Church Recording volunteers have been carefully recording the contents of churches for 45 years. The group in West Wales was formed in 2012 and have completed the record of two churches in Pembrokeshire.

Recently however the Arts Society nationally has decided to withdraw support for this activity and as a consequence we are not likely to undertake any further church recording activity.

Nevertheless the group has enjoyed completing records for St Elidyr, Ludchurch and St. Andrew’s Narberth.

A Record documents the contents of a church, its furnishings and decorations, described in detail supported by photographs.

Memorials such as wall tablets, armorial shields and brasses (the deciphering of ancient and often worn lettering can be a challenge).
Metalwork, precious religious objects and functional ironwork. (describing the Bells can involve clambering around in the tower).        
Stonework, not the structure but the decorative features e.g. fonts. crosses and stoups.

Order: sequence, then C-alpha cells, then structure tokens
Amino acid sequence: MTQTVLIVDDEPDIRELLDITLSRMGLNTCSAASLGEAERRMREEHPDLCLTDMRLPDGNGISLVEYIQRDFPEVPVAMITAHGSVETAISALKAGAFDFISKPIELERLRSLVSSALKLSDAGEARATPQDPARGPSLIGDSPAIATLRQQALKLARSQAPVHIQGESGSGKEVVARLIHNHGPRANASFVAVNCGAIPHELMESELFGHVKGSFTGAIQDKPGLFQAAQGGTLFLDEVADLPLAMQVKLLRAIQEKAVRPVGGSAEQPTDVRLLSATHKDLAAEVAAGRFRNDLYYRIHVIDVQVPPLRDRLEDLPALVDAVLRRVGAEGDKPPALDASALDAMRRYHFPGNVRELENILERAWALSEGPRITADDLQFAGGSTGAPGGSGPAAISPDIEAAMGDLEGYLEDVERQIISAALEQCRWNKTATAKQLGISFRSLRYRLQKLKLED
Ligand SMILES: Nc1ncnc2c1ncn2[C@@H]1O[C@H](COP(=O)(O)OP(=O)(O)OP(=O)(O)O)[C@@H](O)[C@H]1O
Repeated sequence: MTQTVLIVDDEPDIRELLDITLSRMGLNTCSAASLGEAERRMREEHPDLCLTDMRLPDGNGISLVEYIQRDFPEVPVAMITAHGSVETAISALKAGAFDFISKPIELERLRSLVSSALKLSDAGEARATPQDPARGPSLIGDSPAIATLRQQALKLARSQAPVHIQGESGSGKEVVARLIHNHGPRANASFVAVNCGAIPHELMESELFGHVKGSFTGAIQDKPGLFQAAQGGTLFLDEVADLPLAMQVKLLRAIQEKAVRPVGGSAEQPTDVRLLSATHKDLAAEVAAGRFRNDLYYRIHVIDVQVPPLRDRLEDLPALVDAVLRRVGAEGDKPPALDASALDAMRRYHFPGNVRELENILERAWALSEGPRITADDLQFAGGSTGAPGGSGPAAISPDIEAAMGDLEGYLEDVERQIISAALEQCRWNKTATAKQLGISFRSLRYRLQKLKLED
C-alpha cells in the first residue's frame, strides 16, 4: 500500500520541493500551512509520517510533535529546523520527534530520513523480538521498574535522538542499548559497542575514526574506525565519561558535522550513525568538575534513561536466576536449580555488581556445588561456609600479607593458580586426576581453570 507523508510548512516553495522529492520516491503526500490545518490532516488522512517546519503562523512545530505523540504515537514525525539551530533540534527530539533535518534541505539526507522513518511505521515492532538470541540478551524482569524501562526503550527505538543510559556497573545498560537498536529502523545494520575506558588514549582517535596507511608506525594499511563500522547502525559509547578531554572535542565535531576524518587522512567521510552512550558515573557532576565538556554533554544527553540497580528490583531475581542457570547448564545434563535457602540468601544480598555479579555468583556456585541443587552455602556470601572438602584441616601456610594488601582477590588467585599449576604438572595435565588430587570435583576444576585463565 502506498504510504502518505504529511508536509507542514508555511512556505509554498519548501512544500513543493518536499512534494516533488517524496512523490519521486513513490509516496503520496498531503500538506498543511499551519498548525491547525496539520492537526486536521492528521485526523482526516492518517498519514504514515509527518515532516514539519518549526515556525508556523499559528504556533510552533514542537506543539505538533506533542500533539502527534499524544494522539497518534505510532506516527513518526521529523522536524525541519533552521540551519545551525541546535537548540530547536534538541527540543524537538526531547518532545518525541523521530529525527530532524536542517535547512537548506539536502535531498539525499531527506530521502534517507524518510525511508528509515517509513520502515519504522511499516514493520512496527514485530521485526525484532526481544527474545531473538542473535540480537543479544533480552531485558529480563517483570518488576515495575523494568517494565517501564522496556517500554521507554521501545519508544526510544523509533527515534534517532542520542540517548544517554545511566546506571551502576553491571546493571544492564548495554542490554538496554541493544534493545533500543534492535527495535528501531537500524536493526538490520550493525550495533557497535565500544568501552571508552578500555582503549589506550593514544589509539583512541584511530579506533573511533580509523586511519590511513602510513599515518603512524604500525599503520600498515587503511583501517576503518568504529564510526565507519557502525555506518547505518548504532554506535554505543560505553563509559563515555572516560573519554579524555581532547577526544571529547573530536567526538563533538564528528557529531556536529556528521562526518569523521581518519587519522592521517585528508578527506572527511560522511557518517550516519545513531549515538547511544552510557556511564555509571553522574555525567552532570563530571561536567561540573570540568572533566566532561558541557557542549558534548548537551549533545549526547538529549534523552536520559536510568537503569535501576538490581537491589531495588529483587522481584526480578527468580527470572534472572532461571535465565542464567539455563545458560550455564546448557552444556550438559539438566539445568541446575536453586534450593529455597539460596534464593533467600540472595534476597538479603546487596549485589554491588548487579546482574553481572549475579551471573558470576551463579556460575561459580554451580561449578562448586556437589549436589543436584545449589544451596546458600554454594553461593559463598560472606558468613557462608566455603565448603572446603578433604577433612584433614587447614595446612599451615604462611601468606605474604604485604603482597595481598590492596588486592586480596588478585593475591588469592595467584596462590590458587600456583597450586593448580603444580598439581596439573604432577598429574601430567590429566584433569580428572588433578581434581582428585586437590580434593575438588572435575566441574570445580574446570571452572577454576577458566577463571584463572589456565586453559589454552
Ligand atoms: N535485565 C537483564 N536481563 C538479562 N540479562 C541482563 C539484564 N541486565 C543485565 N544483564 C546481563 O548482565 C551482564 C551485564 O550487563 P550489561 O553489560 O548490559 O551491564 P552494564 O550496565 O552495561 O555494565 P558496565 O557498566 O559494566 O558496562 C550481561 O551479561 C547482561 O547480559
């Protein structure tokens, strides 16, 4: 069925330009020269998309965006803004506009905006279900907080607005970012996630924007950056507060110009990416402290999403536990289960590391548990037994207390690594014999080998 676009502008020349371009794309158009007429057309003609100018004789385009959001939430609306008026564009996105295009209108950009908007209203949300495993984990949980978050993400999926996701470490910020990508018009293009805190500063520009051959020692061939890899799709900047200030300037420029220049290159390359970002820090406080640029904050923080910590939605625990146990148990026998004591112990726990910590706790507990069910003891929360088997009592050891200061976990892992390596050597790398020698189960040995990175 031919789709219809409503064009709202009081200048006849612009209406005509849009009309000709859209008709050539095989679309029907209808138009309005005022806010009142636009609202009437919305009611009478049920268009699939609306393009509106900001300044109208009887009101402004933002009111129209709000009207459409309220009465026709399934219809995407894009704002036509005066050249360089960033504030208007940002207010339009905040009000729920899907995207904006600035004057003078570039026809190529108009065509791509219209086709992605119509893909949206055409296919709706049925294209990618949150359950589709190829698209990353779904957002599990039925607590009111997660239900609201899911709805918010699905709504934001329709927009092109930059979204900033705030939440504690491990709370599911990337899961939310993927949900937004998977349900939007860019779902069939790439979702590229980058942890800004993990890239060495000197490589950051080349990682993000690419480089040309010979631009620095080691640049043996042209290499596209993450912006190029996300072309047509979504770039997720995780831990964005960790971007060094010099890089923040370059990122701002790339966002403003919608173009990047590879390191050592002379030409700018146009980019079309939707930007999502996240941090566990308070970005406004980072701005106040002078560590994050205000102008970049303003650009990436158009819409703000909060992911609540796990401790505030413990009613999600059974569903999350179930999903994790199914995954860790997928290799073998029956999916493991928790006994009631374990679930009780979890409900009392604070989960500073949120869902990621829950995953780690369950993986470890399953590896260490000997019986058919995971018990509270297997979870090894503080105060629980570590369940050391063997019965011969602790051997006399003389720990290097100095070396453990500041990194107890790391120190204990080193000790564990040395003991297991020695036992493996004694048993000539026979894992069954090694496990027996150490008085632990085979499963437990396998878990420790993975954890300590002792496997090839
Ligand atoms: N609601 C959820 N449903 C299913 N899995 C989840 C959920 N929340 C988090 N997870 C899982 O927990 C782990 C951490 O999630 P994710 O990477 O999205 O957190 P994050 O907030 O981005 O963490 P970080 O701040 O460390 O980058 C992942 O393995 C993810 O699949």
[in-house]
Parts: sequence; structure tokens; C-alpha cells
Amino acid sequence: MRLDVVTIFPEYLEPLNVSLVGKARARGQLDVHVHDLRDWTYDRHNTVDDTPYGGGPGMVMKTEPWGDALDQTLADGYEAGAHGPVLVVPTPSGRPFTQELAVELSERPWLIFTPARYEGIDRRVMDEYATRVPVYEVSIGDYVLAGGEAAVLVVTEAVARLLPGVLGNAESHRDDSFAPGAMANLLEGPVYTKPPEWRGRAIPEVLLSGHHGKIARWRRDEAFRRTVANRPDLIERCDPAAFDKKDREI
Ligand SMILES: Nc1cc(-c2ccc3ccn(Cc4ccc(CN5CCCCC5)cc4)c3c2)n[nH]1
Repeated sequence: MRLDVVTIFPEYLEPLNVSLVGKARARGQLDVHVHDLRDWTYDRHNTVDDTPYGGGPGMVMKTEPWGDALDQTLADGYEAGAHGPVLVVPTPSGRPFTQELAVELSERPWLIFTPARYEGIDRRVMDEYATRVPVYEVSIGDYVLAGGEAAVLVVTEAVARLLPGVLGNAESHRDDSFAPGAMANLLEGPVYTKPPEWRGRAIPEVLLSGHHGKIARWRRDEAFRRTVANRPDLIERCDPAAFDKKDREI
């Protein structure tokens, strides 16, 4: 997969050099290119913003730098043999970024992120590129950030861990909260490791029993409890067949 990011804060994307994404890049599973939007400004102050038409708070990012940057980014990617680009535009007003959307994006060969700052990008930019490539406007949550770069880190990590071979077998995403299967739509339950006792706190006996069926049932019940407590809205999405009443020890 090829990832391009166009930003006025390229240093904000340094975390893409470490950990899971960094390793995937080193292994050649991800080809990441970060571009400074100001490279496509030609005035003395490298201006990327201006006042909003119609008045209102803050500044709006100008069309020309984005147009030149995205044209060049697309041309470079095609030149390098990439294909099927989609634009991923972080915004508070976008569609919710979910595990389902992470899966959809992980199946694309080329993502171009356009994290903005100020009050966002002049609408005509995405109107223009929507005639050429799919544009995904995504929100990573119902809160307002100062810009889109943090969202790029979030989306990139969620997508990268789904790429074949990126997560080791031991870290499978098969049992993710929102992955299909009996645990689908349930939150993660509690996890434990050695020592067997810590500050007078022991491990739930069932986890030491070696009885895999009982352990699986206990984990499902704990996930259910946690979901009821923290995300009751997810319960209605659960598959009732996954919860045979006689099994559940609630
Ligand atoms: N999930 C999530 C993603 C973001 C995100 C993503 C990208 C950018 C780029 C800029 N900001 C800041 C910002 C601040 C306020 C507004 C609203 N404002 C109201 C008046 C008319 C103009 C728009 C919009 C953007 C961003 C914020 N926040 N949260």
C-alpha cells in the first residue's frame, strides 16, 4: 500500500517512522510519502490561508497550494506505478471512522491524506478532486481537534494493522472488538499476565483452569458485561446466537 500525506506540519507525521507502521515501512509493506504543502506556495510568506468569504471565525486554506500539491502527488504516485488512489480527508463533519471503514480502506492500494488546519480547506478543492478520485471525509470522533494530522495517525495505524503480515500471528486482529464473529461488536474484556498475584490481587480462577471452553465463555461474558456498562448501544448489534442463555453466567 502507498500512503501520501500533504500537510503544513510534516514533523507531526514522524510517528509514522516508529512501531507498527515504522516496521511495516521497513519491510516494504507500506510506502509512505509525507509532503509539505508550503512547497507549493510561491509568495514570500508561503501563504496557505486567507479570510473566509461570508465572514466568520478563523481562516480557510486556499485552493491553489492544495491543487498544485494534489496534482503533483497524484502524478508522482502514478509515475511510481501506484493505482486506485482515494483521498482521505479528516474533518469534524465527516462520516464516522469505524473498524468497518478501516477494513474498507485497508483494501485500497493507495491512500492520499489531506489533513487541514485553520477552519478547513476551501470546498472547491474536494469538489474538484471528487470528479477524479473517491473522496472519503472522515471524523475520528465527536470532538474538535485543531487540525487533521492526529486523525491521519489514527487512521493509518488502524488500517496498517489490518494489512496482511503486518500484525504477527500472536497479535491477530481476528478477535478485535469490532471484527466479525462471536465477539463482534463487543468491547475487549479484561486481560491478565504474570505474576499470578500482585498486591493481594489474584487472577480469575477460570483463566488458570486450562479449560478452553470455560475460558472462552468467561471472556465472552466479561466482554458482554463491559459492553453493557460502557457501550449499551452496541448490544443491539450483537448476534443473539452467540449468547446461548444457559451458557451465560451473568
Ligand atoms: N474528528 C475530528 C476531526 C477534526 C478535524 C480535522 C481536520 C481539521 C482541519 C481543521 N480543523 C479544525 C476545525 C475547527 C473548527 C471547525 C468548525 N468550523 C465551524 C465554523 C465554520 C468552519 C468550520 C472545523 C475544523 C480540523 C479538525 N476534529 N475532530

Fortunately, we have not had to tackle fan vaulting! Woodwork, benches, altar, reredos, chairs (no matter how battered) 
Textiles range from chasubles and intricate kneelers to humble curtains  
Paintings can be anything framed or glazed hanging on the walls           
Libraries include books and documents held in the church and the Record Office. Also, all the hymn books have to be counted!          
Windows whether they are plain or highly decorated are drawn and described in detail  

Church recorders help to preserve our rich history of artistic expression and craftsmanship in places of worship by documenting and researching the contents and decoration. Participating churches are presented with an illustrated book detailing each item and its history. Copies are also kept at the appropriate diocesan authority and institutions such as the National Art Library at the Victoria and Albert Museum.

As well as being a source of interest and pleasure to recorders and worshippers alike the Record serves a number of practical purposes. It provides a complete inventory for church authorities particularly useful when a building is to be closed and its artefacts dispersed. Police and insurers use the accurate descriptions and photographs to identify stolen and researchers use the material in theses and books on allied subjects.